Published by Bold Strokes Books on April 15, 2014
Genres: LGBT, Romance
What would you change about your past if you had the chance? What if you didn’t have a choice?
Stevie Geller doesn’t do conflict. She likes her job as a successful novelist and playwright because it allows her to peacefully ensconce herself in her New York City loft, avoid human interactions, and leave personal drama for the page and stage. When her agent asks her to return to her hometown of Darlington, Illinois, to accept an award, she agrees only because he promises the process will be quick and easy. One panic attack and concussion later, Stevie is forced to confront her past in ways that seem to defy reality. As if befriending a social outcast and confronting high school bullies weren’t enough, she also finds herself falling for a closeted teacher. Along the way, Stevie must decide if some things are worth fighting for. In her rush to escape the past, will she leave behind a better future, or are some conflicts really timeless?
TIMELESS is a book that blew me away. From the summary, I thought it was going to be sweet and fluffy, with a romance between a teacher and her former student. Yeah, there is some fluff, and that romance is there, but TIMELESS is so much more than that. The author took me on a heartfelt ride about facing your past, confronting bullies, overcoming fears, and growing into the person you want to be.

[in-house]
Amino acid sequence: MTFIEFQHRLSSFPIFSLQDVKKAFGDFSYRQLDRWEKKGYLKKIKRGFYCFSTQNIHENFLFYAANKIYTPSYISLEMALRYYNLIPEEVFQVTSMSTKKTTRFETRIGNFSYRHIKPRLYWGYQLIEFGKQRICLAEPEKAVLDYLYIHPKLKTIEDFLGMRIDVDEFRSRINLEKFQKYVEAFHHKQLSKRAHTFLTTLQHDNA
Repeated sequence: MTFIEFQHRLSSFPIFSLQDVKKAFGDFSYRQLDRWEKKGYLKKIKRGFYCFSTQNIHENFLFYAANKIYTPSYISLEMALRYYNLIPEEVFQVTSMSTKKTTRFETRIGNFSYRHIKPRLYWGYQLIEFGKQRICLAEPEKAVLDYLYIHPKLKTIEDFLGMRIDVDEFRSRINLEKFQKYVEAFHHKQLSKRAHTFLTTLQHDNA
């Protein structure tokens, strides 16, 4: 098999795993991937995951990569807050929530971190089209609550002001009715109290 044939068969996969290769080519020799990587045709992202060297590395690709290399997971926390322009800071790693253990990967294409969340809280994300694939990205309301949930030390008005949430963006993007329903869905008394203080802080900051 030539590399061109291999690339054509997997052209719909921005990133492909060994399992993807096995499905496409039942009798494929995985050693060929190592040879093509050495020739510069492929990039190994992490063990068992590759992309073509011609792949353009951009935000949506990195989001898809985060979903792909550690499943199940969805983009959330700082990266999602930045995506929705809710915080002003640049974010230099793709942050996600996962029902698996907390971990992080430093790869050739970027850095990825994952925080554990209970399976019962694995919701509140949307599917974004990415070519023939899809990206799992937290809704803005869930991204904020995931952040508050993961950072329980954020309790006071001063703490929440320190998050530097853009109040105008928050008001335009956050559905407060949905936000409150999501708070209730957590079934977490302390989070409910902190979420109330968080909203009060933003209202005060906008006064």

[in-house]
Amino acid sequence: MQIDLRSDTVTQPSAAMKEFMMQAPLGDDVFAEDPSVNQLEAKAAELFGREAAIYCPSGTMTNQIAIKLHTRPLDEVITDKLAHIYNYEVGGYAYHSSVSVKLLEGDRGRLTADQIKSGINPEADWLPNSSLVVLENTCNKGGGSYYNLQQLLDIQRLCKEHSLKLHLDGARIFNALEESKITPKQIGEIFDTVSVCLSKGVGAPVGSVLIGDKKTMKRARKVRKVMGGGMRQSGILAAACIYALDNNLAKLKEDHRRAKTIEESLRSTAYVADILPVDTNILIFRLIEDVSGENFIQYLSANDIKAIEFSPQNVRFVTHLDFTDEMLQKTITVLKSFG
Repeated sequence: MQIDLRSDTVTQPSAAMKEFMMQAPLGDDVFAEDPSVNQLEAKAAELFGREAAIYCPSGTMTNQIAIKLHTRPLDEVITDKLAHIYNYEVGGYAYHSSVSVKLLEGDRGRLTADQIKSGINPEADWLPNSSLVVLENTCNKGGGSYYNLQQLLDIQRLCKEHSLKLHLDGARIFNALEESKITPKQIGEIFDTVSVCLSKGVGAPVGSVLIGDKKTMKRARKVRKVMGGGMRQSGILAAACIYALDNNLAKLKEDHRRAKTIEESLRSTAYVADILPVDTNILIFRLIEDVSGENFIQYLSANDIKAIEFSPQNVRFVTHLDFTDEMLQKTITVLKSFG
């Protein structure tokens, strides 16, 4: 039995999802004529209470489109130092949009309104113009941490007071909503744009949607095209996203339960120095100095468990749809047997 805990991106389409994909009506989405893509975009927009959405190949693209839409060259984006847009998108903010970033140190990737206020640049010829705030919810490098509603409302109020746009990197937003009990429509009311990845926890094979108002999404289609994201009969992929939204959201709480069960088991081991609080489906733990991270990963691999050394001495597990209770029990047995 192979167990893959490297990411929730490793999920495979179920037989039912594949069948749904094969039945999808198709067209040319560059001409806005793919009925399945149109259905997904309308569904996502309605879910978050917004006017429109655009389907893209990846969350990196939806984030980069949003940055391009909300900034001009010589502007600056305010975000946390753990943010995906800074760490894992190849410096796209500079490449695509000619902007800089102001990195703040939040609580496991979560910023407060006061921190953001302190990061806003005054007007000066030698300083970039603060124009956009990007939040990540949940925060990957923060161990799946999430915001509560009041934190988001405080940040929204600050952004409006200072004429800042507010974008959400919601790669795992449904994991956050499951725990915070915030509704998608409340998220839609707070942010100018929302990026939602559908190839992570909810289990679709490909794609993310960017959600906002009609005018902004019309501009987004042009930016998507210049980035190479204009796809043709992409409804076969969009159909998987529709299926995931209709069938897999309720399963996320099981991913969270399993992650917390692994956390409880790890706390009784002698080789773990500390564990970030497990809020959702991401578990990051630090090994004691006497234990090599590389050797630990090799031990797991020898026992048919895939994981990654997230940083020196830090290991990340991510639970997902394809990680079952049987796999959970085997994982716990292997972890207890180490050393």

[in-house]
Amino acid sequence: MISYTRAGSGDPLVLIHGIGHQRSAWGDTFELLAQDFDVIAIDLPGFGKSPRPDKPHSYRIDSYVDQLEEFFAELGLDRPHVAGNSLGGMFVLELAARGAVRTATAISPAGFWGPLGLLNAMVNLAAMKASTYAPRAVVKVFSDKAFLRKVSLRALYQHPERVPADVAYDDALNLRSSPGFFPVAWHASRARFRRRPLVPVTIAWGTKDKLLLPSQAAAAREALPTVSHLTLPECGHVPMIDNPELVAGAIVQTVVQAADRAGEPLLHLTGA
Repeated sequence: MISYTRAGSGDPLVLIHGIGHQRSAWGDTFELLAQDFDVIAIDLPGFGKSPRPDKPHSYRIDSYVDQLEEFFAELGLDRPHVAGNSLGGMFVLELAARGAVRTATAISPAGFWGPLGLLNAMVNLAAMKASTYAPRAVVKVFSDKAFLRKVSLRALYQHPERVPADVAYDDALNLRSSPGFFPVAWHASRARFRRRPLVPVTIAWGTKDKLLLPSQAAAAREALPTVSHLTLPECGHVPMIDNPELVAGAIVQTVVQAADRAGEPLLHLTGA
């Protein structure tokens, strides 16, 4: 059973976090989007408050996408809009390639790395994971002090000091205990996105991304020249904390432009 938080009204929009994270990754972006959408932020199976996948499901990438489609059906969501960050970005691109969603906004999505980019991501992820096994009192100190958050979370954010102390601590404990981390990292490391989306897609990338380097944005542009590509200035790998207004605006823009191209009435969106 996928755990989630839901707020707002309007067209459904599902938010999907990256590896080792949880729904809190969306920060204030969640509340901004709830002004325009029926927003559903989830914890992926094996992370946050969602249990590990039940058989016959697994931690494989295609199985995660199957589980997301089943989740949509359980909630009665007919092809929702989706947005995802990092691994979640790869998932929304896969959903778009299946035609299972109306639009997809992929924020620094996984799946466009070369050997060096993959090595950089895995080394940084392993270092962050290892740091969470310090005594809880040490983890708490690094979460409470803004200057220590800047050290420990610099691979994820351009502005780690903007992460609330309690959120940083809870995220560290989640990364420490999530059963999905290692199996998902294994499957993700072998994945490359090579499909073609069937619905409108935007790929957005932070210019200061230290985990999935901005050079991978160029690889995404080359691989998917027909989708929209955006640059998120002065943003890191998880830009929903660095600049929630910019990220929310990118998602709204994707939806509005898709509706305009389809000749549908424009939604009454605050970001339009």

Stevie hates conflict; she’s always avoided it. She’s never liked standing out in a crowd, so when her agent tries to get her to return to her high school for an award, her first answer is no. But he persists, and before Stevie knows it, she’s back in the Midwest, a place where she’s never felt comfortable. But before she can accept her award and jet back to New York City, she’s given the oddest opportunity to revisit her high school years.
There is a romance in TIMELESS, but it’s not the main part of the story. Yeah, it’s important, and I liked the slow burn between Stevie and Jody, and I would like to see more of them in the future. My favorite part of TIMELESS was Stevie: her voice, her character, and the way she used her second chance in the past to grow.
Who hasn’t thought about how life would be different if they’d done X instead of Y in high school? TIMELESS explores that, as well as a variety of issues from bullying to homophobia. I think adults and teens would enjoy this book, and I’d recommend it to everyone. When I finished TIMELESS, I felt so hopeful and so inspired. Not many books give me that feeling, and it’s one of my favorite books for the year.
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